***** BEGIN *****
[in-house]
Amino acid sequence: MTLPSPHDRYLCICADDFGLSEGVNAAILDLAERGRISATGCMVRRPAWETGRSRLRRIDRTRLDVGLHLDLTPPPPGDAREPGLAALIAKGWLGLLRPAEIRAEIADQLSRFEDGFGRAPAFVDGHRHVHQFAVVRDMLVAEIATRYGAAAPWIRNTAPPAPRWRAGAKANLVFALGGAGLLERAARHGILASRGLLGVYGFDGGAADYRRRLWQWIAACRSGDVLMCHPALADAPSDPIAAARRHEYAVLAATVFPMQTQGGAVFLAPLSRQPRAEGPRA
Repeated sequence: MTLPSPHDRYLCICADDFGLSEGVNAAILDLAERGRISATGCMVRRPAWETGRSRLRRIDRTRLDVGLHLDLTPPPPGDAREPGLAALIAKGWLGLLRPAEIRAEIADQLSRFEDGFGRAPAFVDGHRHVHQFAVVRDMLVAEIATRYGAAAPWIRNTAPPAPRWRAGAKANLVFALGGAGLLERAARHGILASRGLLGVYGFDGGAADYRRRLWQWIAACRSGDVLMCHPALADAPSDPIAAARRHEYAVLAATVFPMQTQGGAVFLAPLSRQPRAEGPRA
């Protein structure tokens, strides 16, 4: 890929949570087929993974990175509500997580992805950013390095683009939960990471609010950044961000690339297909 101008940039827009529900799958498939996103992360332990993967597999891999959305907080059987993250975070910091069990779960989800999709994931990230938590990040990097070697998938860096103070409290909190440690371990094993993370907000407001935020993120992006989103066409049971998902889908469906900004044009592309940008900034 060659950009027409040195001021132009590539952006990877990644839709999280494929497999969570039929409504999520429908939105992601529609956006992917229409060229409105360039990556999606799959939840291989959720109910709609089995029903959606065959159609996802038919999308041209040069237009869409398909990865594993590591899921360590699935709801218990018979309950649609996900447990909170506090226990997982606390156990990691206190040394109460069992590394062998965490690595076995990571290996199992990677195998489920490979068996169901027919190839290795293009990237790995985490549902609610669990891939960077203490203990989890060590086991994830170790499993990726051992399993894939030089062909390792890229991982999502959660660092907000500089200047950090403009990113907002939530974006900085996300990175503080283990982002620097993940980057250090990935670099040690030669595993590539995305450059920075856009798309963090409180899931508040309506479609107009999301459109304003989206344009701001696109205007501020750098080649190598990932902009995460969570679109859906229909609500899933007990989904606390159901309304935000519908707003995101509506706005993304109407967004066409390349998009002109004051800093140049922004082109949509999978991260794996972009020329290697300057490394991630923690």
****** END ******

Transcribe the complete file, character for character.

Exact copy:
[in-house]
Amino acid sequence: MTLPSPHDRYLCICADDFGLSEGVNAAILDLAERGRISATGCMVRRPAWETGRSRLRRIDRTRLDVGLHLDLTPPPPGDAREPGLAALIAKGWLGLLRPAEIRAEIADQLSRFEDGFGRAPAFVDGHRHVHQFAVVRDMLVAEIATRYGAAAPWIRNTAPPAPRWRAGAKANLVFALGGAGLLERAARHGILASRGLLGVYGFDGGAADYRRRLWQWIAACRSGDVLMCHPALADAPSDPIAAARRHEYAVLAATVFPMQTQGGAVFLAPLSRQPRAEGPRA
Repeated sequence: MTLPSPHDRYLCICADDFGLSEGVNAAILDLAERGRISATGCMVRRPAWETGRSRLRRIDRTRLDVGLHLDLTPPPPGDAREPGLAALIAKGWLGLLRPAEIRAEIADQLSRFEDGFGRAPAFVDGHRHVHQFAVVRDMLVAEIATRYGAAAPWIRNTAPPAPRWRAGAKANLVFALGGAGLLERAARHGILASRGLLGVYGFDGGAADYRRRLWQWIAACRSGDVLMCHPALADAPSDPIAAARRHEYAVLAATVFPMQTQGGAVFLAPLSRQPRAEGPRA
């Protein structure tokens, strides 16, 4: 890929949570087929993974990175509500997580992805950013390095683009939960990471609010950044961000690339297909 101008940039827009529900799958498939996103992360332990993967597999891999959305907080059987993250975070910091069990779960989800999709994931990230938590990040990097070697998938860096103070409290909190440690371990094993993370907000407001935020993120992006989103066409049971998902889908469906900004044009592309940008900034 060659950009027409040195001021132009590539952006990877990644839709999280494929497999969570039929409504999520429908939105992601529609956006992917229409060229409105360039990556999606799959939840291989959720109910709609089995029903959606065959159609996802038919999308041209040069237009869409398909990865594993590591899921360590699935709801218990018979309950649609996900447990909170506090226990997982606390156990990691206190040394109460069992590394062998965490690595076995990571290996199992990677195998489920490979068996169901027919190839290795293009990237790995985490549902609610669990891939960077203490203990989890060590086991994830170790499993990726051992399993894939030089062909390792890229991982999502959660660092907000500089200047950090403009990113907002939530974006900085996300990175503080283990982002620097993940980057250090990935670099040690030669595993590539995305450059920075856009798309963090409180899931508040309506479609107009999301459109304003989206344009701001696109205007501020750098080649190598990932902009995460969570679109859906229909609500899933007990989904606390159901309304935000519908707003995101509506706005993304109407967004066409390349998009002109004051800093140049922004082109949509999978991260794996972009020329290697300057490394991630923690």